Classic & Enlightenment French Literature

Are you interested in French literature from the 17th & 18th centuries? Perhaps you’d just like an overview of French literature from this period. Whatever it is, we’ve put together interesting facts & information about Classic & Enlightenment l

The world of literature in France was dominated by classicism in much the same way as classicism dominated sculpture, art and architecture in France. This century if often referred to as the century of great French classical writers.

In the realm of poetry Francois Demalherbe introduced significant innovations in the use of rhythm that influenced subsequent French poets.

French 17th Century Theatrical Literature

At the same time Moiliere, the famous French 17th century playwright produced masterpieces such as Tartuffe, which is still performed today.

The two great masters of French tragedy: Racine and Corneille both lived in the 17th Century and became known for drawing on themes taken from the annals of Greek and Roman history and mythology.

Marie Fayette, apart from being one of the few female writers to be accepted in the world of French literature at this time, is often noted as having set the mould for the modern novel with her work, La Princesse Cleves.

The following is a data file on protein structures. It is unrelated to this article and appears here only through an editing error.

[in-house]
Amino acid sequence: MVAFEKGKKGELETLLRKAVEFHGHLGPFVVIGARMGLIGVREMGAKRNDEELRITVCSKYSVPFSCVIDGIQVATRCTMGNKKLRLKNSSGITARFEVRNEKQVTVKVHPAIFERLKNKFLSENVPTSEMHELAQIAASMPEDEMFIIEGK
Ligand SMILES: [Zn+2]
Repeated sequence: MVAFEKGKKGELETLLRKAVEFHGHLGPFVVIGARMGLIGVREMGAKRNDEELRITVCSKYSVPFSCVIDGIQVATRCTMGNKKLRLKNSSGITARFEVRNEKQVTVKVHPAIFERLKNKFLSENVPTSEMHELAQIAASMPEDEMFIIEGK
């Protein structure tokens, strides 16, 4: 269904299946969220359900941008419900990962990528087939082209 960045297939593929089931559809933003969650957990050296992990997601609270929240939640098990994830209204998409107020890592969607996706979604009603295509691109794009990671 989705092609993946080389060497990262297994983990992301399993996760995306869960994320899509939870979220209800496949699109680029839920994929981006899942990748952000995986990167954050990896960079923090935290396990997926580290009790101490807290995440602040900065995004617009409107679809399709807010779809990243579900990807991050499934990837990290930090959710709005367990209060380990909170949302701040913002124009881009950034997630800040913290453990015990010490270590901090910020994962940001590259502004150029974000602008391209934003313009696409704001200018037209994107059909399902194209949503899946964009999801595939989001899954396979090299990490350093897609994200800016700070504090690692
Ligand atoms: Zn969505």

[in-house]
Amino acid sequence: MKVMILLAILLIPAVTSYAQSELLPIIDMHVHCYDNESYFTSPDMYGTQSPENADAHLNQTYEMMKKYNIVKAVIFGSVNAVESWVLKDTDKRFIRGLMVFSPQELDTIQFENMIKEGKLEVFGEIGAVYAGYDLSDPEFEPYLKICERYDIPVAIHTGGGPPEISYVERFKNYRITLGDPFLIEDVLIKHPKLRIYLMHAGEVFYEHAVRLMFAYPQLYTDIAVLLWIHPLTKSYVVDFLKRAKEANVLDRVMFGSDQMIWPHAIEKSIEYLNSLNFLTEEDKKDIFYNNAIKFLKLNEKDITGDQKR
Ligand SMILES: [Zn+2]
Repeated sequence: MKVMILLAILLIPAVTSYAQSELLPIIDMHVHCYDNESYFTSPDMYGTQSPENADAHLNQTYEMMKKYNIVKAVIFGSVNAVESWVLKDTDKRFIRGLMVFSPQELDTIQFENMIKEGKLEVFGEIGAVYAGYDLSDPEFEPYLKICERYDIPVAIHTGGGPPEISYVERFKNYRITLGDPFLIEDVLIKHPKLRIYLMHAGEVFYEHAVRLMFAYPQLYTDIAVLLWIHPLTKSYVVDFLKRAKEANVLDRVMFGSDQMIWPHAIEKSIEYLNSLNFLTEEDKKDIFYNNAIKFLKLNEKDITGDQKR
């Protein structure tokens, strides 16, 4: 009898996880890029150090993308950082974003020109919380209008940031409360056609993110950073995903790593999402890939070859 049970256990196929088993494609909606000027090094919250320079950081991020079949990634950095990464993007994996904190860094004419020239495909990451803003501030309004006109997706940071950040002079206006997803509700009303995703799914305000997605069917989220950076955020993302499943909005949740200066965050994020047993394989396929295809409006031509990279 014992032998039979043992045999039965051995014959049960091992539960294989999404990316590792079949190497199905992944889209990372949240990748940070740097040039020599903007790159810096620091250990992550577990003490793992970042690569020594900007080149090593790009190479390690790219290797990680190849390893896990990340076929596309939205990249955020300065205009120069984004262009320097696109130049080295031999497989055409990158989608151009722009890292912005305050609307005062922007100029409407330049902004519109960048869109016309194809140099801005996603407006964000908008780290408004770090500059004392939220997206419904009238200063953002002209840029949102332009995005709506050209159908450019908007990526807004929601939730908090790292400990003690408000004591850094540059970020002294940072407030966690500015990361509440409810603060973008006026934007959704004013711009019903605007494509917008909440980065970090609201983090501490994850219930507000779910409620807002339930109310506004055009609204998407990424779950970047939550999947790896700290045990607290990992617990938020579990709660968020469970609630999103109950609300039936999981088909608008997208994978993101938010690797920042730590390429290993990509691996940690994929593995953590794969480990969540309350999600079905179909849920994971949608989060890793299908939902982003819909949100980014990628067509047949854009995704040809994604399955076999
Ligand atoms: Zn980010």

French Enlightenment Literature

The Enlightenment which occurred in France and the rest of Europe at around the turn of the 18th century, had a profound impact on the world of literature in France. The 18th century was to a large extent dominated by new ideas introduced in the realm of philosophy, which in turn found its way into much of the French literature of the Day.

Voltaire, one of the greatest figures in 18th century French literature, is perhaps best remembered for his novel Candide, which tracks the adventures of a naïve and idealistic young man around Europe. Voltaire’s liberal use of irony was a literary innovation at the time.

Another important figure in French enlightenment literature is Rousseau. Originally a Catholic from Switzerland, Rousseau converted to Protestantism and moved to France where he spent the remainder of life writing. His most famous work is Les Confessions, which is considered the first modern autobiography.

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